“Nineteen seventy seems to have been a pivotal year in Tim’s writing career, as he says of the Saga article, “I do believe it’s probably one of the most important in my career as a paranormal and UFO writer.” Tim had gone to Washington, DC to do research for the article. Throughout the 1970s, Tim was regularly writing articles for Saga UFO Report and for their “UFO Specials.” Tim also did an interview with Charles Berlitz, “Mr. Bermuda Triangle,” in Saga’s Bermuda Triangle Special Report 1977.
Diabolik #2 November 1986
“Diabolik! Dark, sinister apparition of the night! Relentless in quest for fortune; clever and cautious in technique. Always a step ahead of those whom he has set his sights on. Is he friend or foe? He might prove to be either. Or both.
“This bizarre, black-clad figure first made his appearance at Italian newsstands in November 1962, the creation, oddly enough, of two Italian sisters, Angela and Luciana Giussani.”
Excerpt from “Diabolik-al Digests” by Joe Wehrle, Jr. The Digest Enthusiast #3 January 2016
Tom Brinkmann describes the last section of Tim Beckley’s “World of the Off Beat” column from Search #91, in this excerpt from his profile piece in TDE3:
“…“Astrology and Murder” in which Tim interviewed Barbara H. Watters, a leading Washing
ton area astrologer and author of the book, The Astrologer Looks At Murder (1969). She believed ‘you can actually determine the real motives at work in criminal cases through the application of astro- logical forces.’ She had studied several high profile murder cases of which she found the infamous Lizzie Borden case of 1892 the most interesting; Watters had lived in Borden’s home town of Fall River, Massachusetts for twenty years. Lizzie Borden was never convicted of the murder of her parents for lack of evidence. Watters had done an astrological chart for Lizzie and had determined that she was guilty. Watters also came up with a motive—Lizzie had wanted to improve her station in life. As Watters stated, ‘She was born with four planets in the sign of Leo. Statistically, Leo is under-represented in the charts of murderers. But it is a proud sign which does not bear frustration with good grace.’ In her previously mentioned book, Watters also revealed the identity of Jack the Ripper.”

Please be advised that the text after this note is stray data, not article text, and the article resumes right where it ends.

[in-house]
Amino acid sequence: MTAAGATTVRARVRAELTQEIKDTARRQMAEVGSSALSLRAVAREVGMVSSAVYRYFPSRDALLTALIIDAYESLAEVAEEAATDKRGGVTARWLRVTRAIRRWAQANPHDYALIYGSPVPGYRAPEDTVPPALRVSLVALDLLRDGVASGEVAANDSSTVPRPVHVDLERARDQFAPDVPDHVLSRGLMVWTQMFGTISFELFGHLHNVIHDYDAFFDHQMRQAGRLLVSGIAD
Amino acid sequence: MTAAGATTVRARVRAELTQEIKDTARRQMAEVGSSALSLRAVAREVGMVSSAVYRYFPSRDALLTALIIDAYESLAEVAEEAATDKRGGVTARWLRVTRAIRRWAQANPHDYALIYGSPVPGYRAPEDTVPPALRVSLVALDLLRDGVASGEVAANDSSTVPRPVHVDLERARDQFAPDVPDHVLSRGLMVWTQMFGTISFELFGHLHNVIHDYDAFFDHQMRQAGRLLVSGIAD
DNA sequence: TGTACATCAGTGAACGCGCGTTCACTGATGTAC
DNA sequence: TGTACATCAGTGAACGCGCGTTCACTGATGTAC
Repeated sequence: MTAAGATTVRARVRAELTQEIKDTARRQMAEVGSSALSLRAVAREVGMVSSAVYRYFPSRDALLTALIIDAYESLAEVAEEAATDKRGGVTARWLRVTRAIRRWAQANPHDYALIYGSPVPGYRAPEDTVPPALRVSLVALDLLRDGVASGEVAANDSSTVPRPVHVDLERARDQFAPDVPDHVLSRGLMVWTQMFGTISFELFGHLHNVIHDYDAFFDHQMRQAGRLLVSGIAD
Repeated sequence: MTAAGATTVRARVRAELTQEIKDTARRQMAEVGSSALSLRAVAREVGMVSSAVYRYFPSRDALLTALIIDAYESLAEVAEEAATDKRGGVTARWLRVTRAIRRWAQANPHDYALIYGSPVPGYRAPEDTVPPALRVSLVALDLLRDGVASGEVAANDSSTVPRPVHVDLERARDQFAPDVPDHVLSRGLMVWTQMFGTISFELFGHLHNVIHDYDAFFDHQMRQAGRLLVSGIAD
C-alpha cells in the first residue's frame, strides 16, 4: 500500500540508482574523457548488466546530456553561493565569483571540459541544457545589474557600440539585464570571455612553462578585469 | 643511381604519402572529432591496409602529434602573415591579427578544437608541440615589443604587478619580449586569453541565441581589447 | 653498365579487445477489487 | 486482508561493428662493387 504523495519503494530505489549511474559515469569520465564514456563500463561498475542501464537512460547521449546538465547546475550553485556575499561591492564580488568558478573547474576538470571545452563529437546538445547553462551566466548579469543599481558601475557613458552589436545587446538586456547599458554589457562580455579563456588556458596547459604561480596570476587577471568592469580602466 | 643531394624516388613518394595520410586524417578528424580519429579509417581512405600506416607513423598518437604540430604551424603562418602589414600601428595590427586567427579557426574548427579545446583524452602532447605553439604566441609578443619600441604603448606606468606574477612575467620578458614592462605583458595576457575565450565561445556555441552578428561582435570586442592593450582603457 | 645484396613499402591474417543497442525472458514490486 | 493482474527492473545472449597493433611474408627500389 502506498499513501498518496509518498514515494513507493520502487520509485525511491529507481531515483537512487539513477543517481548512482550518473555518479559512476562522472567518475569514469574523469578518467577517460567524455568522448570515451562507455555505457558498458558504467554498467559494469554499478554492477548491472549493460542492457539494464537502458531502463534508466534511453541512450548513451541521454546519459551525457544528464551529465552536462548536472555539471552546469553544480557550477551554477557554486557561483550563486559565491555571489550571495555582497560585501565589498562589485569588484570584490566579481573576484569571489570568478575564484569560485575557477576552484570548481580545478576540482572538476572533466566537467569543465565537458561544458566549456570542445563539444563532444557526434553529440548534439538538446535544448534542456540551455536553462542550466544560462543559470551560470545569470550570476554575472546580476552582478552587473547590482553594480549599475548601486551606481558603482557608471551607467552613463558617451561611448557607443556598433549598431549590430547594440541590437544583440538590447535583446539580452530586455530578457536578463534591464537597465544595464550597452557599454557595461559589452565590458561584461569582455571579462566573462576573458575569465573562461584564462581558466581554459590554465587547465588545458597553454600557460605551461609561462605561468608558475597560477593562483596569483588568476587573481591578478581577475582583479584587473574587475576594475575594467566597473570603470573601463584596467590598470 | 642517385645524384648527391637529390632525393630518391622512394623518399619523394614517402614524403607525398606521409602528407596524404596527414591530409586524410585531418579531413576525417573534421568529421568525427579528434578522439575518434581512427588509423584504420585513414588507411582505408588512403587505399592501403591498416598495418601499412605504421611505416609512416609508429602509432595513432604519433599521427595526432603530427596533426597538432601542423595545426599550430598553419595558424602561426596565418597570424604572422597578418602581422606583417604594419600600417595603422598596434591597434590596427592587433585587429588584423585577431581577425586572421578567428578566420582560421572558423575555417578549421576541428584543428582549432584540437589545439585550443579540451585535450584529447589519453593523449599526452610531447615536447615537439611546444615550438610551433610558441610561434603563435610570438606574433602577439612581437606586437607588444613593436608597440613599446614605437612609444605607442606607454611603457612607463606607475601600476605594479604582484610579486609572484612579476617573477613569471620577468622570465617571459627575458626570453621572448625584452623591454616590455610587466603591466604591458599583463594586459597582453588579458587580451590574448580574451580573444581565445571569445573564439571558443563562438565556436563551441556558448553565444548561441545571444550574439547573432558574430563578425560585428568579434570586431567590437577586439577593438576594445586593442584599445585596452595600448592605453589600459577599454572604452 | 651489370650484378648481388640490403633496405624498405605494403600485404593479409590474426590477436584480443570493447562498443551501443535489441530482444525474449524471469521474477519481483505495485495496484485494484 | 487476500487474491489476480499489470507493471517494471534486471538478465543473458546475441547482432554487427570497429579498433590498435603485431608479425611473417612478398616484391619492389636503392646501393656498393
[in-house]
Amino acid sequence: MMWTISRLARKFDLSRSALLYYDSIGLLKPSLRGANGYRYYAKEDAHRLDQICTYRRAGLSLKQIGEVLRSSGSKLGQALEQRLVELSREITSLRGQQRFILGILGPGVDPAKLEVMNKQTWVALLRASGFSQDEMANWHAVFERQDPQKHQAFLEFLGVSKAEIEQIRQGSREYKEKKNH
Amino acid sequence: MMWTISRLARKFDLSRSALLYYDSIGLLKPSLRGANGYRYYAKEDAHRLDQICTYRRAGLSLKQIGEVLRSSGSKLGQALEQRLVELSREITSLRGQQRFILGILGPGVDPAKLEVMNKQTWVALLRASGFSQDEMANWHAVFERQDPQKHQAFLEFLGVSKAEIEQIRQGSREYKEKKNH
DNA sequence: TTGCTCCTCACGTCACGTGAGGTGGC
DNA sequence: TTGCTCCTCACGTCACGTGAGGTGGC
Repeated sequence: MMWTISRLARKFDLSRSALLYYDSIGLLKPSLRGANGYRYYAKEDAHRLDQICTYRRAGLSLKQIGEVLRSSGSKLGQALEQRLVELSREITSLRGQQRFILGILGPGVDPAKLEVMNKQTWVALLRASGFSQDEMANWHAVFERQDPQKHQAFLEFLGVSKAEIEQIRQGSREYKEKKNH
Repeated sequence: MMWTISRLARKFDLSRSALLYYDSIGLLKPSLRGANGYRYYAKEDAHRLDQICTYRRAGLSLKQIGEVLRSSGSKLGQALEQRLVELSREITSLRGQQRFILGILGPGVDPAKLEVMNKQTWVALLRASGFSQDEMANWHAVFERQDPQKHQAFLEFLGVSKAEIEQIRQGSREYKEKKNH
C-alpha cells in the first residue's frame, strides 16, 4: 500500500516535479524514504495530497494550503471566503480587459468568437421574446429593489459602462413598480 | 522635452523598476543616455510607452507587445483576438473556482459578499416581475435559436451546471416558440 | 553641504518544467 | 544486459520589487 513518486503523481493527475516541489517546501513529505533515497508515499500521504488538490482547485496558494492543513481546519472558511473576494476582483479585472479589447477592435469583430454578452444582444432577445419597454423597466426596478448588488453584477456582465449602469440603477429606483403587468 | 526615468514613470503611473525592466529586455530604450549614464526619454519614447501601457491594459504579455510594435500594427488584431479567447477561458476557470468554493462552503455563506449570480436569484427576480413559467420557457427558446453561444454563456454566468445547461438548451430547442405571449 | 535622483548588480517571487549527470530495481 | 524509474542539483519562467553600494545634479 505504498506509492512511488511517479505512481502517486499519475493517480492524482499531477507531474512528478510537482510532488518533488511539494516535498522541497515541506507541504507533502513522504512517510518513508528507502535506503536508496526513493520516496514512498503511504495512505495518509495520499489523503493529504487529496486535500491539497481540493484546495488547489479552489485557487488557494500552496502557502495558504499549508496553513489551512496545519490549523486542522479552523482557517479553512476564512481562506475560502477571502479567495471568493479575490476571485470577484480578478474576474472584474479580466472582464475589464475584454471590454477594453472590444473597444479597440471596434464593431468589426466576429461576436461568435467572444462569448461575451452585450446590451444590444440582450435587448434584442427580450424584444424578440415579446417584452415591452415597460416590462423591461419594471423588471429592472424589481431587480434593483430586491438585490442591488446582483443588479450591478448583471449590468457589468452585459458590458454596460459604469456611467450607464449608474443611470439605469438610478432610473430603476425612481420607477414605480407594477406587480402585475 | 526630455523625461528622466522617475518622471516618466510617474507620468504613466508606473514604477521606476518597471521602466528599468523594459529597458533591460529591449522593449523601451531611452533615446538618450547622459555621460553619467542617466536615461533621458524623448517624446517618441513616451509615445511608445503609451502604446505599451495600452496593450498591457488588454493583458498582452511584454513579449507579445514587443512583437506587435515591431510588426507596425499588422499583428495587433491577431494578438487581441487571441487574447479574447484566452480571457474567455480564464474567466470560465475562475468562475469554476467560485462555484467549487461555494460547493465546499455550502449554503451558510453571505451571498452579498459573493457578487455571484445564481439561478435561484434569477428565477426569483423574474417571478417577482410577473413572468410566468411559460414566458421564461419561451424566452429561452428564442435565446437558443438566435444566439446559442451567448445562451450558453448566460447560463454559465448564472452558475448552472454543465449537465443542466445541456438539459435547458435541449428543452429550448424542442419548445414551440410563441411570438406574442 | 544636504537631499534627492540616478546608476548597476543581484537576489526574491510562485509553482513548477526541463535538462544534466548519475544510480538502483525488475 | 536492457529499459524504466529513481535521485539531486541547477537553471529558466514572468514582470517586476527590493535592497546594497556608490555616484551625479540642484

Famous Fantastic Mysteries Jan. 1951 first digest-size issue
“In 1951, the long-running pulp Famous Fantastic Mysteries published a few issues in an appealing format that was slightly larger than the usual digest size. It measured 6-1⁄4” x 8-1⁄2” (a half-inch wider than Dell/Penny Press’ current digests) and had trimmed edges, but apparently was not embraced by all of FFM’s readers and the untrimmed pulp format returned after a few issues.”
The magazine also replaced its passionate red and yellow masthead with a more modern treatment that ran for two years.
“In the May 1951 (digest) issue, a reader wrote: ‘Over the past few years there has been a tendency for some publishers to bring out their magazines in a digest-sized form, and this has been encouraged by a small, but vocal, group of snobbish fans who sneer at any ‘pulp’ magazine, and hail as ‘adult’ anything appearing in digest size. In my opinion, these fans are suffering from an inferiority complex—they want to show their fantasy magazines to their friends, but are ashamed of those which are conventional pulp size. I was prepared for all the new publishers in the field to pander to this minority group by restricting their magazines to digest size, but I never expected Popular Publications to slavishly follow this current trend. In my opinion, it is a fad which will not last long.’”
Excerpts (in quotes) from “In Defense of Digests” by Rob Imes, editor of Ditkomania, from TDE1.
Kali, from the cover of Beyond January 1969
“Violence in American Linked to Cult of Assassins” leads off the Beyond January 1969 issue. It’s about the people who worship Kali, the goddess of evil, by Harvey Drew. Founded by Mahomed Ben Ali aka “The Old Man of the Mountains” who lived in the Atlas Mountains in North Africa.
“Kali’s followers were a recognized caste in India’s complicated social system who called themselves “Thuggees” and killed their victims bloodlessly by strangulation with a knotted cord. Until the arrival of the British they were practically licensed murderers who were simply avoided as much as possible and who were killed on sight if caught at their work.
“The British rulers of India took drastic steps to stamp out the Thuggee cult. By the beginning of the 20th century, it was assumed to have ended, to be remembered only by the use of the word “Thug” to describe a rough undesirable individual.”